2018-2020. Harvard Kennedy School Misinformation Review. The HKS Misinformation Review is a new format of peer-reviewed, scholarly publication. Content is produced and “fast-reviewed” by misinformation scientists and scholars, released under open access, and geared towards emphasizing real-world implications. All content is targeted towards a specialized audience of researchers, journalists, fact-checkers, educators, policy makers, and other practitioners working in the information, media, and platform landscape. We review and publish high quality, interdisciplinary research that examines misinformation from different perspectives, from its prevalence and impact to the effectiveness of possible interventions.

2014-2018. UCLA Center for Knowledge Infrastructures (CKI). The UCLA CKI is directed by Christine L. Borgman, Distinguished Professor and Presidential Chair in Information Studies at UCLA. As a member of the CKI, I worked on a project titled If Data Sharing is the Answer, What is the Question? The project was funded by the Digital Information Technology Program of the Alfred P. Sloan Foundation, grant #2015‐14001. During this three-year project, we investigated the work and epistemic practices of four distributed scientific collaborations, exploring methods of data collection and management, innovations in scaling and workflows, and multidisciplinary approaches to complex problems. For my doctoral research, I examined the impact of policies for open access on scientific work, with a focus on biomedical data and software practices.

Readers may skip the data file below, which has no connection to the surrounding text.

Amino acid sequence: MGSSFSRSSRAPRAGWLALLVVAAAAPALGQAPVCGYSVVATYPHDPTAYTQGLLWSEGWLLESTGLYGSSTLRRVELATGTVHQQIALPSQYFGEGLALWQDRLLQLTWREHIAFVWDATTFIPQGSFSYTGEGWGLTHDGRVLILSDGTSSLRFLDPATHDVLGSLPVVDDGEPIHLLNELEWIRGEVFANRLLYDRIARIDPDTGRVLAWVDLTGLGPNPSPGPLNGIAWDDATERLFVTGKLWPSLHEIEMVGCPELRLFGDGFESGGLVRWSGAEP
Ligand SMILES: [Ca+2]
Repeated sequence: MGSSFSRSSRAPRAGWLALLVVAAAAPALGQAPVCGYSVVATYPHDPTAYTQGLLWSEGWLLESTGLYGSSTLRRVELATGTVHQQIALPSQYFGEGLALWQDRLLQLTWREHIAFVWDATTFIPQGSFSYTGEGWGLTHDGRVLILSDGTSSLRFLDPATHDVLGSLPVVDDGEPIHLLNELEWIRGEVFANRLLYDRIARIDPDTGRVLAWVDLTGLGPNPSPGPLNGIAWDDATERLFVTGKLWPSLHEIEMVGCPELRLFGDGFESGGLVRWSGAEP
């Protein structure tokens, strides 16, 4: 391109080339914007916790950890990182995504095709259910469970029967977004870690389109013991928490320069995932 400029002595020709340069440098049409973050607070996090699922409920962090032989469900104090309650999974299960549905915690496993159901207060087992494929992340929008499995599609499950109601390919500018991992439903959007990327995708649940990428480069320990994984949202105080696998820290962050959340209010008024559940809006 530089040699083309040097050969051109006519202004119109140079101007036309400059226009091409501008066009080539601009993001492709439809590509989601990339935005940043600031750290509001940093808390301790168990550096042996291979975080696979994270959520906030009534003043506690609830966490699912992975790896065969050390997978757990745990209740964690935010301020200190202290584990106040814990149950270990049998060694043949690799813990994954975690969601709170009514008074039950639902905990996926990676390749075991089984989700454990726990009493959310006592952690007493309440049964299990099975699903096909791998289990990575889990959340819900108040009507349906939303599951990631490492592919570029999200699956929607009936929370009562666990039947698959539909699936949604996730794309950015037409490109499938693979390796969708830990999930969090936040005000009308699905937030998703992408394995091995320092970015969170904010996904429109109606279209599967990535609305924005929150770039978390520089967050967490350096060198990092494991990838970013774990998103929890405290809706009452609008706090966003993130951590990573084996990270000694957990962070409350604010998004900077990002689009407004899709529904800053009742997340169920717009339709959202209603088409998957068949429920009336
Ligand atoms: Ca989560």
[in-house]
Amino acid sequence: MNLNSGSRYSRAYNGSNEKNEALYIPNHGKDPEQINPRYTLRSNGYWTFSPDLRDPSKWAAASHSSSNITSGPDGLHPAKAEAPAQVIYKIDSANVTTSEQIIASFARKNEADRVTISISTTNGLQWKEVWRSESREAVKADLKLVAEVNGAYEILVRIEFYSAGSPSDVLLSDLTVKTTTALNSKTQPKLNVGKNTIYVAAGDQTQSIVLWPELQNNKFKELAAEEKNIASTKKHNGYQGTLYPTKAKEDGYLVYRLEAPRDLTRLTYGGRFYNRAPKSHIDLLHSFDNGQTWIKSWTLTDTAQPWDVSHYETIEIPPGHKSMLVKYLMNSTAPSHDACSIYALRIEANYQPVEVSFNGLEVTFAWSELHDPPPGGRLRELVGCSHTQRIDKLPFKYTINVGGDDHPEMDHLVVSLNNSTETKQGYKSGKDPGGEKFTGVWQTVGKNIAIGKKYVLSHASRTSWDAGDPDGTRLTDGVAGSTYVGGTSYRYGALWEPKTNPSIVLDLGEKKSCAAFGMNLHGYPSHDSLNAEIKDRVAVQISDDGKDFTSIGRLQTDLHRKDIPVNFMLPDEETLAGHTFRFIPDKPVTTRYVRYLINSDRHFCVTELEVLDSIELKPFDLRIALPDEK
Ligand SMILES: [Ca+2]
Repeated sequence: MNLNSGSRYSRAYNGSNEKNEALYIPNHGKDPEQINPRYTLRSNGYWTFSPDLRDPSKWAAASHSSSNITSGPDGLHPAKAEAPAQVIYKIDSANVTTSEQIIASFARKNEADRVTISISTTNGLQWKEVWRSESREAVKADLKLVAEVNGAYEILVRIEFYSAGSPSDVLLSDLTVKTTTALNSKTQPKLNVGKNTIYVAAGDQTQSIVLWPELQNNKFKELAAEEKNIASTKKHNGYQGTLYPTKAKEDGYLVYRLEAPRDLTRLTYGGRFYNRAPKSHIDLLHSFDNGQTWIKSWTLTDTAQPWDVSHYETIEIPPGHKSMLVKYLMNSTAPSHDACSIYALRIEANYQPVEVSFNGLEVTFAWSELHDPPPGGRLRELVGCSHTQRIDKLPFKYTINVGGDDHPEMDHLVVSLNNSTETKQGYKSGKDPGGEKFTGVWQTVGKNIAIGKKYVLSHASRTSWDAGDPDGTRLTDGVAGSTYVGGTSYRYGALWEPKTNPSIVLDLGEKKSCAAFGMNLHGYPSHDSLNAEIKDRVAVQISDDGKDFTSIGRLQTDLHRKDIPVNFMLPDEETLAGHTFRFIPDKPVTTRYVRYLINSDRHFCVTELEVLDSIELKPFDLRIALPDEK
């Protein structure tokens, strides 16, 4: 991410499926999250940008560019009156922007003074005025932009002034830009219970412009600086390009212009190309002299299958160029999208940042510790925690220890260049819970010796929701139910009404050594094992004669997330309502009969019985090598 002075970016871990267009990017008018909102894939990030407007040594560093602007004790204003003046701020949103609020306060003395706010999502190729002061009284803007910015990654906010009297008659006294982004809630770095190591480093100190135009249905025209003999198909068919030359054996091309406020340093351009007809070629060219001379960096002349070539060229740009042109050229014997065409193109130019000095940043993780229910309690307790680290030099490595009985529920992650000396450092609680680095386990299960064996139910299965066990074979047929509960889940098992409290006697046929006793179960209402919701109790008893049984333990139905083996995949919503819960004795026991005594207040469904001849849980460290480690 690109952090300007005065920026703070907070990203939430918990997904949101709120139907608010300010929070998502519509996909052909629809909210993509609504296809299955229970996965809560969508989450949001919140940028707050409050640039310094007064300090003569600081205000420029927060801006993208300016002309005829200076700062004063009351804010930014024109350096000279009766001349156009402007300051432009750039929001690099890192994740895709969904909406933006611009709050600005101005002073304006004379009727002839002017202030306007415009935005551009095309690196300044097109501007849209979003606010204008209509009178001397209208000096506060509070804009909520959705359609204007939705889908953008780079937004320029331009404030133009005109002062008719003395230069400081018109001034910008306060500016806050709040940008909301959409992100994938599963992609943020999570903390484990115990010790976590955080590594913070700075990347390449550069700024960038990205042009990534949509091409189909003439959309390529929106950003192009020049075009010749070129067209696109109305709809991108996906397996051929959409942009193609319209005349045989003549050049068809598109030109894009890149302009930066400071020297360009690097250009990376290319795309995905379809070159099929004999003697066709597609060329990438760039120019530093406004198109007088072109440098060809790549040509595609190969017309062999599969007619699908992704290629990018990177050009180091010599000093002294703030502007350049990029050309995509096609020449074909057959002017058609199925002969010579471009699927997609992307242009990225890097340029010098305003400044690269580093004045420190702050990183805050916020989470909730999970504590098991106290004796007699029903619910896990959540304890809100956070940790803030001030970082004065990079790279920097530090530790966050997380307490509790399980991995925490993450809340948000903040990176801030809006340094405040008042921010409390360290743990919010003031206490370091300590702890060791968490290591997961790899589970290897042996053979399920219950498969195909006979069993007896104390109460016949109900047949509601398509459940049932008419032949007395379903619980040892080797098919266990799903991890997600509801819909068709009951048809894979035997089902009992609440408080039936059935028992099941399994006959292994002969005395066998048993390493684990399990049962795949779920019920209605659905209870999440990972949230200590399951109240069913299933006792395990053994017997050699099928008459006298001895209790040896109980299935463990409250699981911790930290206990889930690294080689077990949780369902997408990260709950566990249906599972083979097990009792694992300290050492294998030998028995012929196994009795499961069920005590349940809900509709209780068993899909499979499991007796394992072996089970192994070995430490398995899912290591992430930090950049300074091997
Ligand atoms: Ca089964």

2015 – 2018. PartLab. The UCLA Institute for Society and Genetics. PIs: Christopher Kelty, Aaron Panofsky. Postdoctoral Fellow: Joan Donovan. Participation, as a concept and as a practice, has been studied empirically in a surprising number of domains. PartLab is born from the latest wave of participatory enthusiasm–from Free Software and crowdsourcing to Occupy and the Arab spring–but it takes a grander view, and aims at a more ambitious understanding of the concept and its manifestations. Along with my colleagues, we investigated how white supremacists participate in an online forum to define “racial” identities in lights of DNA testing technologies. We conducted an empirical analysis of hundreds of threads and posts in order to capture the ways in which white supremacists understand and use genetic testing to support or discredit “white” identities.

2014-2016. UCLA POIH Database Project. Along with my fellow doctoral students (Brittany Paris, Morgan Currie and Jennifer Pierre), we examined how information and data about police-officer involved homicides (POIH) are organized, shared and interpreted by institutions and communities in the area of Los Angeles County. We analyzed public online databases and found several discrepancies and gaps in how the information about these homicides was reported. We then co-organized a hackathon event at UCLA with local communities. With the support of local activists and community members, we used community-curated databases and social media content to fill gaps in existing government and local databases pertaining to POI homicides.